BofA, Hedge Funds, John Mack, NatWest 3, UBS

The Wall Street Journal reports that Bank of America's Chief Financial Officer, Alvaro de Molina, has quit and will leave the bank at the end of the month. de Molina, 49, wants 'to find something where I can have more impact than CFO at a well-run business'.

The Financial Times reports that hedge fund Citadel Investment Group paid out more than $5.5bn in interest, fees and other investment costs in 2005 - emphasizing how important this client group is to investment banks. A blot on the landscape, however, is that some of the larger hedge funds are beginning to bring trade settlement in-house, and are seeking to raise permanent capital (Citadel is to raise $2bn in a bond issue), which will reduce their need for bank lending.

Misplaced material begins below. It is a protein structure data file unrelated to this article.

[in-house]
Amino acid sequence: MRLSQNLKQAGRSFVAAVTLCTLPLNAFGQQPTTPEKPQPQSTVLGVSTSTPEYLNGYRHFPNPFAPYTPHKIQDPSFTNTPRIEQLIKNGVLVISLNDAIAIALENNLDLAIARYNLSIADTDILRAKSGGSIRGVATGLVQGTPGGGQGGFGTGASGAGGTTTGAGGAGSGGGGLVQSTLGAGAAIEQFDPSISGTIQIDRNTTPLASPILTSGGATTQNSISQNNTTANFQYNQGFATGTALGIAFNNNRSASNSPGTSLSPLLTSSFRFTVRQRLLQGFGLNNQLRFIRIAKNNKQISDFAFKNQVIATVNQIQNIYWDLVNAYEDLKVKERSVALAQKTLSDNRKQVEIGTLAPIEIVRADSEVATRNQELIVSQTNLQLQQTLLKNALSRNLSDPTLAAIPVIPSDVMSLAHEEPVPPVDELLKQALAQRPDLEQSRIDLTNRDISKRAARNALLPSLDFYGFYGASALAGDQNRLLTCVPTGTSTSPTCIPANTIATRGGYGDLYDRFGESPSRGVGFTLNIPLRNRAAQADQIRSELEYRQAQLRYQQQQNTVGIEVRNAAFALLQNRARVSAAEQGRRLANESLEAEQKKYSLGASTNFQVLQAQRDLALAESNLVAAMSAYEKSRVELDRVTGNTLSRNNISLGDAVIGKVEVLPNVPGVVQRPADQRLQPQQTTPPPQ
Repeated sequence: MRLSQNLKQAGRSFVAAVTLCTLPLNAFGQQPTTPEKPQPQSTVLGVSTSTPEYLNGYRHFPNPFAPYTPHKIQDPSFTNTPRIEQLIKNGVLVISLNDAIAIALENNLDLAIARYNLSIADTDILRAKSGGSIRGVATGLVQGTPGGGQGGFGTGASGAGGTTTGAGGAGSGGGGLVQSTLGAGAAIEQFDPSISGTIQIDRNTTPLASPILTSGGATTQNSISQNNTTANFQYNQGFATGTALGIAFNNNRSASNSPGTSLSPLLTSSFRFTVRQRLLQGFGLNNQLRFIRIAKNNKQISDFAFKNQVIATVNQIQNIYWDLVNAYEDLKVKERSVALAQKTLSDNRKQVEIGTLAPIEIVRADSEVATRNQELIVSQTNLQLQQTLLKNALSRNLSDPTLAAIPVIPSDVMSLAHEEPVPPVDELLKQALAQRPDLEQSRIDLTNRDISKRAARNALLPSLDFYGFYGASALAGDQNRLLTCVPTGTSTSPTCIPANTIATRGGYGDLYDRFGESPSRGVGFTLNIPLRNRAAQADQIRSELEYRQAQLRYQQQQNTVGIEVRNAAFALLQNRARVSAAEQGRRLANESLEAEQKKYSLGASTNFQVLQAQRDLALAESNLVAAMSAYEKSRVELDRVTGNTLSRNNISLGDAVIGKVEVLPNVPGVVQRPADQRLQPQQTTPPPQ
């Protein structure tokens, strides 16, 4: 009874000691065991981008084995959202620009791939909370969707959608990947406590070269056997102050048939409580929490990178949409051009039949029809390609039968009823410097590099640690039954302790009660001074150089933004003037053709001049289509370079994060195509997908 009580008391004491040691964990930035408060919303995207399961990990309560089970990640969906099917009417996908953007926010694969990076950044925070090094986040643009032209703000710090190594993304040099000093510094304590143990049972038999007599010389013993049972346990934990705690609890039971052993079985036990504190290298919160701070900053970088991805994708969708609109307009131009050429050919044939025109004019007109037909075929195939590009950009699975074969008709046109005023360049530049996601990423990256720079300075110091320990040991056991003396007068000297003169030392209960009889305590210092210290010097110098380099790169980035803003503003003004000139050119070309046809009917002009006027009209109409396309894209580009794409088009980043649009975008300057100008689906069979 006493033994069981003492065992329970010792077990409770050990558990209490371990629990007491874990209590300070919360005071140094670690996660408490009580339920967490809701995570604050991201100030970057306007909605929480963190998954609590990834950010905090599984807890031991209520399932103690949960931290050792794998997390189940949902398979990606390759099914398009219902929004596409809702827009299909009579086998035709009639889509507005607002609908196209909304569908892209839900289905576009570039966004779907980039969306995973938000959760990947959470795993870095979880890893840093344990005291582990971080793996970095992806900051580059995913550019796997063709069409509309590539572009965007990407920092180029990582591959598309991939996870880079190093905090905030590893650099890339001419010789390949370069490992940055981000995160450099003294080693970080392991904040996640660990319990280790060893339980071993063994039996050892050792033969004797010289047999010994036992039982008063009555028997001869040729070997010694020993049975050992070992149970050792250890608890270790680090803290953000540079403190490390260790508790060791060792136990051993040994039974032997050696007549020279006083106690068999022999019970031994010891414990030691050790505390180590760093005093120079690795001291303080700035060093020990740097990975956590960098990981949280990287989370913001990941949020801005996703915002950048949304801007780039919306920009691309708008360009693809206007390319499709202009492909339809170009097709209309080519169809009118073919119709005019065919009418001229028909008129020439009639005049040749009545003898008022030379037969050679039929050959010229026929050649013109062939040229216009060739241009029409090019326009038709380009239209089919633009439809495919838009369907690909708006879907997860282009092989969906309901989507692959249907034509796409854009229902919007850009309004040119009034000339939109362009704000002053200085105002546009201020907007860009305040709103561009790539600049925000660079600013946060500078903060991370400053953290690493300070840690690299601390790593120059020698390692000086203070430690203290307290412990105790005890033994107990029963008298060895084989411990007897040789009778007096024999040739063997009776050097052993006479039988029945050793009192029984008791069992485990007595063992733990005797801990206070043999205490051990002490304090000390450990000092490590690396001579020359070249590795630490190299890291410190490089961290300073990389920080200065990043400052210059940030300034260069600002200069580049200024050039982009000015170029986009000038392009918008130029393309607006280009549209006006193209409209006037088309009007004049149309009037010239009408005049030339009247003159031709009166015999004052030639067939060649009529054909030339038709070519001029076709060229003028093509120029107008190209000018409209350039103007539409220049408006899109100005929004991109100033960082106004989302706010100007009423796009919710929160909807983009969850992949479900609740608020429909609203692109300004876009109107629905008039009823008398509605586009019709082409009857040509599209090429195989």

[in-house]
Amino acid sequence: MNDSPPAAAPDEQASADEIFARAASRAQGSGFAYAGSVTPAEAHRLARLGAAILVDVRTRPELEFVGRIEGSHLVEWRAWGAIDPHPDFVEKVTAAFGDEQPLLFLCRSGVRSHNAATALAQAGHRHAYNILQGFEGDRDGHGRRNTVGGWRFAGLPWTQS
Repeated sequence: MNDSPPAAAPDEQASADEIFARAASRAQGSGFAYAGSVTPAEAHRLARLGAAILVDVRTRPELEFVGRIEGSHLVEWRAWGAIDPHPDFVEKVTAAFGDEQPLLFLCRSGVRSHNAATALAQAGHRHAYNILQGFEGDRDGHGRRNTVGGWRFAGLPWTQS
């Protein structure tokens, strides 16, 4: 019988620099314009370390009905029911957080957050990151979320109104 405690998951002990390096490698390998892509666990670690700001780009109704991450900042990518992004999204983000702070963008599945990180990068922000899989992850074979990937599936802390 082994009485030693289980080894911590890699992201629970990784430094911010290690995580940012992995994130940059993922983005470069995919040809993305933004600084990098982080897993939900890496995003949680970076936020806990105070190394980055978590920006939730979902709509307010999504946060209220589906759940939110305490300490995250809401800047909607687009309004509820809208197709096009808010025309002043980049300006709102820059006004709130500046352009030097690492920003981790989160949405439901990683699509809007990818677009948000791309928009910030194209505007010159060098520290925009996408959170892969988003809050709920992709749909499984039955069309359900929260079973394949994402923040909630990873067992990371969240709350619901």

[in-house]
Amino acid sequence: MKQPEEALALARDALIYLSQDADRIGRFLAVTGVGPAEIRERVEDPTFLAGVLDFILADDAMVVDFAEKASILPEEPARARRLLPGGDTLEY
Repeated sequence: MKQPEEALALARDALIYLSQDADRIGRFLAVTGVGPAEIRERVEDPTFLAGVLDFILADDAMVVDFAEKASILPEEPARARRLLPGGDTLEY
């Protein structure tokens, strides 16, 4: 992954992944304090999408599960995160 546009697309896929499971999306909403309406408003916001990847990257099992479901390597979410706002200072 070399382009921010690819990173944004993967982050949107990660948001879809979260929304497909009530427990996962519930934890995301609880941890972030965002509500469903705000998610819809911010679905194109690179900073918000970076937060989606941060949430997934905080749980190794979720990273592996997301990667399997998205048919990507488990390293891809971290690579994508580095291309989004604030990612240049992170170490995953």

Reuters reports that US regulator The Securities and Exchange Commission has now formally cleared Morgan Stanley boss John Mack in connection with a probe for alleged insider trading at hedge fund Pequot Capital Management.

The Sunday Telegraph reports that David Bermingham, Giles Darby and Gary Mulgrew (the so-called 'NatWest 3'), will find out this week if their trial for alleged Enron-related crimes will be brought forward from September to February. The 3 bankers are thought likely to claim, however, that they would not be able to get their defence case ready in time for a trial just a couple of months hence.

Finally, things still look up on the M&A front over at UBS. The Wall Street Journal quotes Piero Novelli, co-head of global M&A, who said in a recent interview that 'our (M&A) pipeline is very strong. So are our strategic discussions with corporate and financial sponsors'.

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